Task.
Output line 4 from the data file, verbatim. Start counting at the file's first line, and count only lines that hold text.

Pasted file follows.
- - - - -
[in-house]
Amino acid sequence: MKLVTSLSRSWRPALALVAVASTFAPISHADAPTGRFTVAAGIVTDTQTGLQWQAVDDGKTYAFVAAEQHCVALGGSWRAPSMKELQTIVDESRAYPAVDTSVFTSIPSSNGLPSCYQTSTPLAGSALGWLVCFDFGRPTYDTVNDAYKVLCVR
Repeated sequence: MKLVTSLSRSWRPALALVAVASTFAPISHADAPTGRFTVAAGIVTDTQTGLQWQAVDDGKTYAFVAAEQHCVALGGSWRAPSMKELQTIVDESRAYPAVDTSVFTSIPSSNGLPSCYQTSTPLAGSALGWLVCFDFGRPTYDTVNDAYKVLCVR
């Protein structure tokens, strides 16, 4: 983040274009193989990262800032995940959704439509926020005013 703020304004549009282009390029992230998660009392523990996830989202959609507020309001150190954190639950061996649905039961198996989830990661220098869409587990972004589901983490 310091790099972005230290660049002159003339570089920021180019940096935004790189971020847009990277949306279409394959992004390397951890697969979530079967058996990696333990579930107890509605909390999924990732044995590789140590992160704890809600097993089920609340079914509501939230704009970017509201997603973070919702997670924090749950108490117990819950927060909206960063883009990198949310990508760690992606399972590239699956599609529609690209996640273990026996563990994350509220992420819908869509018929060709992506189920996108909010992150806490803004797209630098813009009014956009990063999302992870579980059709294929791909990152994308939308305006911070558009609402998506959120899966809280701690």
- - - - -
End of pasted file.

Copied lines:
């Protein structure tokens, strides 16, 4: 983040274009193989990262800032995940959704439509926020005013 703020304004549009282009390029992230998660009392523990996830989202959609507020309001150190954190639950061996649905039961198996989830990661220098869409587990972004589901983490 310091790099972005230290660049002159003339570089920021180019940096935004790189971020847009990277949306279409394959992004390397951890697969979530079967058996990696333990579930107890509605909390999924990732044995590789140590992160704890809600097993089920609340079914509501939230704009970017509201997603973070919702997670924090749950108490117990819950927060909206960063883009990198949310990508760690992606399972590239699956599609529609690209996640273990026996563990994350509220992420819908869509018929060709992506189920996108909010992150806490803004797209630098813009009014956009990063999302992870579980059709294929791909990152994308939308305006911070558009609402998506959120899966809280701690």